On the subject of "art", I had an argument with my boss today that she didn't "get it" when I presented drafts of some charts in a report we're working on. I'm from the Edward Tufte school of information design and look at my work as informative yet esthetically pleasing. My boss just wanted the stock Excel graphs. Oh, How I Suffer!!

    DD

  20. #20
    Forum Member Wilko's Avatar
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    Re: I don't understand art (paintings)

    Quote Originally Posted by NTBluesGuitar View Post
    the Art Institute of Chicago several times...

    Damn...I love that museum...one of my favorites.
    Just last spring was my first visit to the CHicago Art Institute. Awesome collection with some very famous and enfluential works including two (and more) of the most recognized and spoofed paintings in the world.

    "American Gothic" and Hopper's "Nighthawks"

    Just this last week I was in New York and went to the Metropolitan twice.

    I took lots of pictures of pictures (I'm such a dork)

  21. #21
    Formerly Tele-Tubby TT100's Avatar
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    Re: I don't understand art (paintings)

    Quote Originally Posted by Wilko View Post
    Who knows?

    Anyone who has a basic understanding of the work of the impressionists.

    Writings of the day clearly describe the desire to paint only the "impressions" of what they were looking at. The science involved with breaking the light into fundemental shapes and how those shapes form what we know of the physical world.

    Some were very mechanical about it (Seraut, and others). Watch Ferris Beuller's Day off for a lesson in impressionism when his friend is staring at the seraut painting of the little girl detail.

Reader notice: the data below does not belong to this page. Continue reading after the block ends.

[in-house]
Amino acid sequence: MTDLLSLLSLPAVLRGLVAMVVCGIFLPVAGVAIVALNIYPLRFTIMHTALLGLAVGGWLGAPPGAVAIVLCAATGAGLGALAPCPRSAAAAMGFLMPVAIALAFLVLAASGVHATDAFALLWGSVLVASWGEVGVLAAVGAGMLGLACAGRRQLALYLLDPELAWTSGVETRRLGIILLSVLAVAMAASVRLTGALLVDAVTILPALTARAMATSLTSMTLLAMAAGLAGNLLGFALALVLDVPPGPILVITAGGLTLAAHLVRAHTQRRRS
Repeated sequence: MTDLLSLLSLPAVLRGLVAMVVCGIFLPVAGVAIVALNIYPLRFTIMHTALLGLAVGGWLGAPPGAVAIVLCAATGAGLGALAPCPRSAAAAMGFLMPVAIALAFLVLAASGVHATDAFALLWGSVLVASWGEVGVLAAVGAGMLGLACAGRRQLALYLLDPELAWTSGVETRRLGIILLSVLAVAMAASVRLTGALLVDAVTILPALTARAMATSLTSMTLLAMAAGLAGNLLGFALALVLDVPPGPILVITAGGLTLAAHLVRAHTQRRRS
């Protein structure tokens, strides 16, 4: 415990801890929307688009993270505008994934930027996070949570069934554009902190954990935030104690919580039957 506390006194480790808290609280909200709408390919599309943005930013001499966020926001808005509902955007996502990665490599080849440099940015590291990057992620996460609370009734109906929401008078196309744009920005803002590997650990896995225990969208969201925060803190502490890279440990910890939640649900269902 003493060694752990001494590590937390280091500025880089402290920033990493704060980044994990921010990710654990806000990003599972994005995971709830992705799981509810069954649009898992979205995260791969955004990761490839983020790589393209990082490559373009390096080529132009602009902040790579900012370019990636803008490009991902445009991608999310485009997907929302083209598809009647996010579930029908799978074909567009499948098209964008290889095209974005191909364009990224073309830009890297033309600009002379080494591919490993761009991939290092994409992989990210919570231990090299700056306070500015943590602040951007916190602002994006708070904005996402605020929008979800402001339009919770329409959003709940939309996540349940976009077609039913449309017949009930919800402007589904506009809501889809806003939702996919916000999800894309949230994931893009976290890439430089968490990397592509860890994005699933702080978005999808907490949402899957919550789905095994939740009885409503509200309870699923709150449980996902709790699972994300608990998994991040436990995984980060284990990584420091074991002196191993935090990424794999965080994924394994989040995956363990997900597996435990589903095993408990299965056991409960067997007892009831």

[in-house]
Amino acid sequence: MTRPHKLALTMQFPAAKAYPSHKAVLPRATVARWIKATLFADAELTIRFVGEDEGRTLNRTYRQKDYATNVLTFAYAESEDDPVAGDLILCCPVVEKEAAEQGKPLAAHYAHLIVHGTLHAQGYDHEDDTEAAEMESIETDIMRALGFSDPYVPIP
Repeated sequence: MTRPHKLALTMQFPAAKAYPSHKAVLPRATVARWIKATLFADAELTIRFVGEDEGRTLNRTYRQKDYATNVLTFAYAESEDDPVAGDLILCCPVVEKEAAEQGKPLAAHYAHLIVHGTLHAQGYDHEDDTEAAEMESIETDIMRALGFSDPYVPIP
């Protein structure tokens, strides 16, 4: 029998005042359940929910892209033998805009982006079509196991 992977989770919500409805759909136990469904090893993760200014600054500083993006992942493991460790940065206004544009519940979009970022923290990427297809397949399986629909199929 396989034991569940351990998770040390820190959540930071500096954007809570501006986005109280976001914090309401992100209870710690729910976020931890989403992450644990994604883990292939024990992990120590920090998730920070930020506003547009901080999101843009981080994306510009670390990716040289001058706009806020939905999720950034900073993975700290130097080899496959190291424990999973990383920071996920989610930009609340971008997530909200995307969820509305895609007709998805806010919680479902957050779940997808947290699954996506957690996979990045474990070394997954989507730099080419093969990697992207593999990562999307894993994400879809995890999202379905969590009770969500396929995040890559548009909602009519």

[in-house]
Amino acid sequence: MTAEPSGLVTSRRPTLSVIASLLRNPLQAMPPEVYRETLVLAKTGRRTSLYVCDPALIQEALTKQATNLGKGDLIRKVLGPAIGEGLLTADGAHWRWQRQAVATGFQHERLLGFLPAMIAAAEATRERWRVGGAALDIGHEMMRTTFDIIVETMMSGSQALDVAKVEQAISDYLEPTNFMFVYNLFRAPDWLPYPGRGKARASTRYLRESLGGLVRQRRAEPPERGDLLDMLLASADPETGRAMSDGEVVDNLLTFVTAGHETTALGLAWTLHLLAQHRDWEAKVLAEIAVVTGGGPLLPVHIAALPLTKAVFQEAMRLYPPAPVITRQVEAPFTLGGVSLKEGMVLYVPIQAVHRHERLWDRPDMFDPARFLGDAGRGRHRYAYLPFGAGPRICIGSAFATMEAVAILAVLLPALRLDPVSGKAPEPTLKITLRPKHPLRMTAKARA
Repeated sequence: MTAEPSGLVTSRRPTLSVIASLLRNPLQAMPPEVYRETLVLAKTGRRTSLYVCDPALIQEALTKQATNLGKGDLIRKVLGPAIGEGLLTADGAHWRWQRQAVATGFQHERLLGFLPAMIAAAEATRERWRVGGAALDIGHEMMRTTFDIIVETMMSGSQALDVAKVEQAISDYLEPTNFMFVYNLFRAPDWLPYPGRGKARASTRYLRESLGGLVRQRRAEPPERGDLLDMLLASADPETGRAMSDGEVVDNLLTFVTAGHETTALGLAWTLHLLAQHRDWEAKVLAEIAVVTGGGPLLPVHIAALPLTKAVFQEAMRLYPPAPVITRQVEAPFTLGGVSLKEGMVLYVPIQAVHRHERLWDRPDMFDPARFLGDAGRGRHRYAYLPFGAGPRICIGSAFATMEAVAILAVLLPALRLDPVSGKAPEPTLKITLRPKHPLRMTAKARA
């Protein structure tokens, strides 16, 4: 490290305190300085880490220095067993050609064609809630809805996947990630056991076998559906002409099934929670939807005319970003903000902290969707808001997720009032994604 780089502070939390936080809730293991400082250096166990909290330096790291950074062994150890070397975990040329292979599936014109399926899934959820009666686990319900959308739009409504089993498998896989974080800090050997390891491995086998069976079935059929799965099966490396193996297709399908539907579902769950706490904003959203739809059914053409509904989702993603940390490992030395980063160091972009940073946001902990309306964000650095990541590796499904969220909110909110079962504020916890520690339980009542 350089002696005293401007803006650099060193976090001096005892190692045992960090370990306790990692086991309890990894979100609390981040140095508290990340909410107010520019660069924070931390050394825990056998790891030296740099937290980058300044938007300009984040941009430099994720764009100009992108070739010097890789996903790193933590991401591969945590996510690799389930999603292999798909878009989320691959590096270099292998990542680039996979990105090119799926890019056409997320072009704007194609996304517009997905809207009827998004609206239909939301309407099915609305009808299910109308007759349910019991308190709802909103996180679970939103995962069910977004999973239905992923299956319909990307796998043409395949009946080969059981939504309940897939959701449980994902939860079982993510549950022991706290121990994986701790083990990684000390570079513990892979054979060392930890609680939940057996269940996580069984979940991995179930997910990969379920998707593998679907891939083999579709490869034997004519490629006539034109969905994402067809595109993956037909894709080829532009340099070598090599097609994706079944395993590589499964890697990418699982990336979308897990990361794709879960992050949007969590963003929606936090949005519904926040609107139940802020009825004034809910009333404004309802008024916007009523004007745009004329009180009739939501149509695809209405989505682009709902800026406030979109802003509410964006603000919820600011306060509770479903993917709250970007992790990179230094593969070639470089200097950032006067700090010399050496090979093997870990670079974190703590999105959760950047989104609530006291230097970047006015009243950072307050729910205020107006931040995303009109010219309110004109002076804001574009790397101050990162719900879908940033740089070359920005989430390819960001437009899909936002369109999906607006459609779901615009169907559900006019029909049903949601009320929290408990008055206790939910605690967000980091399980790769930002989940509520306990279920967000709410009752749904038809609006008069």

Other more obvious examples are like Vincent Van Gogh who struggled his whole life to design his odd style of painting and get people to understand it. The struggle is clearly illustrated in his famous letters to Theo, his brother, and otehr painters who he hung out with.

    I liken the painting (visual arts) and their varying forms of visual manipulation to music as well. One can choose to play a guitar cleanly, or one can distort the sounds with overdrive and phase shifting and whah pedals. What's the diff?
    Thanks for that Wilko. I'm not familiar with the letters and am curious to learn more.

    TT
    On SmartPhones:

    "Once men turned their thinking over to machines in the hope that this would set them free. But That only permitted other men with machines to enslave them." Frank Herbert.

  22. #22
    Forum Member Plugger's Avatar
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    Re: I don't understand art (paintings)

    Quote Originally Posted by TT100 View Post
    Thanks for that Wilko. I'm not familiar with the letters and am curious to learn more.

    TT
    I must admit I'm kind of surprised you didn't make reading up on Impressionism a bit more of a priority all those years ago after losing a gf over it!

    In general, I think it's fair to say that very little fine art of the past century and a half or so can be appreciated or understood without first acquainting yourself with at least little bit of the background of the history of ideas behind it, i.e. what various artists were trying to achieve in terms of various (and sometimes competing) aesthetic theories and movements of their time.

    Often when you look at a painting, the ideas behind it are often more interesting than the paint on the canvas in itself. And this isn't just true for so-called "modern" art.

    Going back even to the cave paintings in Lascaux, there probably isn't a serious painting that doesn't become more interesting with some understanding of the story behind it. Arguably, the ideas are ultimately what make it "art". It's why a urinal in a public convenience is just a urinal, but when it's placed in an exhibition in 1917 it's Dada.

    I think they should put a sign up to this effect near the entrance of every art museum. It would save a lot of misunderstanding, and on occassion perhaps might even help preserve an otherwise promising blossoming young relationship.

    -Mark

  23. #23
    Forum Member Wilko's Avatar
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    Re: I don't understand art (paintings)

    Quote Originally Posted by TT100 View Post
    Thanks for that Wilko. I'm not familiar with the letters and am curious to learn more.

    TT
    The real letters are at the Van Gogh Museum in Amsterdam:

    http://www3.vangoghmuseum.nl/vgm/ind...rieven&lang=en

    there are books of them and many are online:
    http://en.wikisource.org/wiki/Vincen...etters_to_Theo